thousands of potential “suspects” that investigators wouldn’t have the time or the
people to track down. That’s what happened after the 9/11 attacks, when the FBI was
flooded with names, phone numbers, and e-mails that the intelligence community believed
might have some connection to Al Qaeda.
Those leads led to dead ends.
A computer cannot distinguish between innocuous behavior and sinister plotting just
by looking at a list of receipts. And, Jenkins might be surprised to know, that is
not what Total Information Awareness proposed to do, either.
Jenkins is correct that TIA was going to sift through “vast streams of data looking
for red flags,” but he is oversimplifying this process and leaving out a crucial step.
TIA was going to sift through data looking for transactions based on previously designed
templates of behaviors one might see leading up to an act of terrorism.
The TIA researchers convened a panel of terrorism and security experts to devise various
plots. In one—flying a plane into a nuclear reactor—they listed all the steps a terrorist
cell would have to take that might leave an electronic record, including traveling
to the reactor site to conduct reconnaissance, researching the facility, transferring
money for the plot, finding housing for the attackers, communicating with their handlers,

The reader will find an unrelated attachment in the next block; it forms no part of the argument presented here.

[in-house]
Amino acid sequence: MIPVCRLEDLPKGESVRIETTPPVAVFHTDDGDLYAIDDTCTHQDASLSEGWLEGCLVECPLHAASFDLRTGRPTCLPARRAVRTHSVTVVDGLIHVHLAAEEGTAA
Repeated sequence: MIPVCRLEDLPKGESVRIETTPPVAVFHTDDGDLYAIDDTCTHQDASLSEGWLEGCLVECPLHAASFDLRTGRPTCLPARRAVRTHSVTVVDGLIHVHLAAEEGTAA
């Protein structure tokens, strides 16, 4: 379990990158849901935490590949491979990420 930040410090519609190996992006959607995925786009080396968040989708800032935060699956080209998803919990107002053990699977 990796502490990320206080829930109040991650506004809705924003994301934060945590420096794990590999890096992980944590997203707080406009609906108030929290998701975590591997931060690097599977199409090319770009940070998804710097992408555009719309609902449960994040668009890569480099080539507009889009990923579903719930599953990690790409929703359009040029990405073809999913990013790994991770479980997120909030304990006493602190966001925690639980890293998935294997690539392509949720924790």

and so on.
Now, if these terrorist plotters were to leave a clear, predictable signature of electronic
transactions—and that’s a big if, one TIA never fully tested in the real world—that
would only be the first step in preventing their attack. After the initial detection,
human analysts would enter the picture, and they’d have to look for connections to
other known or suspected terrorists. And in that laborious work, they’d have a greater
chance of success than an investigator trying to find the next movie theater gunman.
That’s because the terrorists would probably have come into the United States from
a foreign country, which would mean their names would already be in the federal government’s
immigration databases. At that point, intelligence analysts across the government
would have access to their names, and they could try to connect the suspects to a
terrorist group. As far as we know, Holmes never appeared on any government list,
other than for a reported traffic incident.
This kind of person-to-person analysis, determining whether someone is a threat based
on his social network, is how counterterrorism actually works. There has to be a starting
point, connected to a person. And even when the government has very useful intelligence
about a terrorist suspect, as it did in the case of the so-called Underwear Bomber,
it can’t always connect the dots.
As for those “privacy considerations” Jenkins apparently thinks are the only thing
standing in the way of men like Holmes and law enforcement agents, I’m sad to report
that they aren’t really obstacles. I’ll save this for a future post, but suffice to
say that if the information is out there, the government can get it, one way or another.
The problem is that access and understanding are two very different things. As much
as we would like to believe “total information awareness” would have led us to Holmes’s
doorstep before that awful night, it’s just not so. We look at Holmes now, with that
wild orange hair and those bulging eyes, and think: He would have stood out among
the crowd. He would have seemed like the kind of person capable of a killing spree.
But that’s just our imagination.